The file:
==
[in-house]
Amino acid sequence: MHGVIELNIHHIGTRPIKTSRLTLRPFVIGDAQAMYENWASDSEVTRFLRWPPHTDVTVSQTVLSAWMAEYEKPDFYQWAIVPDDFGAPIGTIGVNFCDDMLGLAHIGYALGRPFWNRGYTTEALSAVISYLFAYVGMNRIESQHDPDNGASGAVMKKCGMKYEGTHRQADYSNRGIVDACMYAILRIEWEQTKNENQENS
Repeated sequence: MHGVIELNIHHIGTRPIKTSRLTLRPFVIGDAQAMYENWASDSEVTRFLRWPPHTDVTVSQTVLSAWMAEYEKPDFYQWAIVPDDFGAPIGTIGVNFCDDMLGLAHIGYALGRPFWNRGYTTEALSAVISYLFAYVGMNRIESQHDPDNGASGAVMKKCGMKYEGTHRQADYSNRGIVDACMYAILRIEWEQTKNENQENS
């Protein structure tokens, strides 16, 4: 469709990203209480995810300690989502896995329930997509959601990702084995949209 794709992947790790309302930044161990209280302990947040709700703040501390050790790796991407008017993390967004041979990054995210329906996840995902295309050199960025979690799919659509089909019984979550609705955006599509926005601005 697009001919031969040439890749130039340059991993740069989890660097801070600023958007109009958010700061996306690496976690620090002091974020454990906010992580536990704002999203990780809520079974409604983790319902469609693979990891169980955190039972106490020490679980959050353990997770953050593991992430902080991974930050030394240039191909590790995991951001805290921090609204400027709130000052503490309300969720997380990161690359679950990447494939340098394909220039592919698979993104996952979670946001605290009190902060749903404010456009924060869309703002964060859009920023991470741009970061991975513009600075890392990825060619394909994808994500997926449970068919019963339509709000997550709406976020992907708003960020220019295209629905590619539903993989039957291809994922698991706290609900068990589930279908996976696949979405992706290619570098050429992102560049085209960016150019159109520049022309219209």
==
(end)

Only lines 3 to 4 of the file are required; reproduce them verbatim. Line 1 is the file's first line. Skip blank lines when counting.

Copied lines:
Repeated sequence: MHGVIELNIHHIGTRPIKTSRLTLRPFVIGDAQAMYENWASDSEVTRFLRWPPHTDVTVSQTVLSAWMAEYEKPDFYQWAIVPDDFGAPIGTIGVNFCDDMLGLAHIGYALGRPFWNRGYTTEALSAVISYLFAYVGMNRIESQHDPDNGASGAVMKKCGMKYEGTHRQADYSNRGIVDACMYAILRIEWEQTKNENQENS
């Protein structure tokens, strides 16, 4: 469709990203209480995810300690989502896995329930997509959601990702084995949209 794709992947790790309302930044161990209280302990947040709700703040501390050790790796991407008017993390967004041979990054995210329906996840995902295309050199960025979690799919659509089909019984979550609705955006599509926005601005 697009001919031969040439890749130039340059991993740069989890660097801070600023958007109009958010700061996306690496976690620090002091974020454990906010992580536990704002999203990780809520079974409604983790319902469609693979990891169980955190039972106490020490679980959050353990997770953050593991992430902080991974930050030394240039191909590790995991951001805290921090609204400027709130000052503490309300969720997380990161690359679950990447494939340098394909220039592919698979993104996952979670946001605290009190902060749903404010456009924060869309703002964060859009920023991470741009970061991975513009600075890392990825060619394909994808994500997926449970068919019963339509709000997550709406976020992907708003960020220019295209629905590619539903993989039957291809994922698991706290609900068990589930279908996976696949979405992706290619570098050429992102560049085209960016150019159109520049022309219209």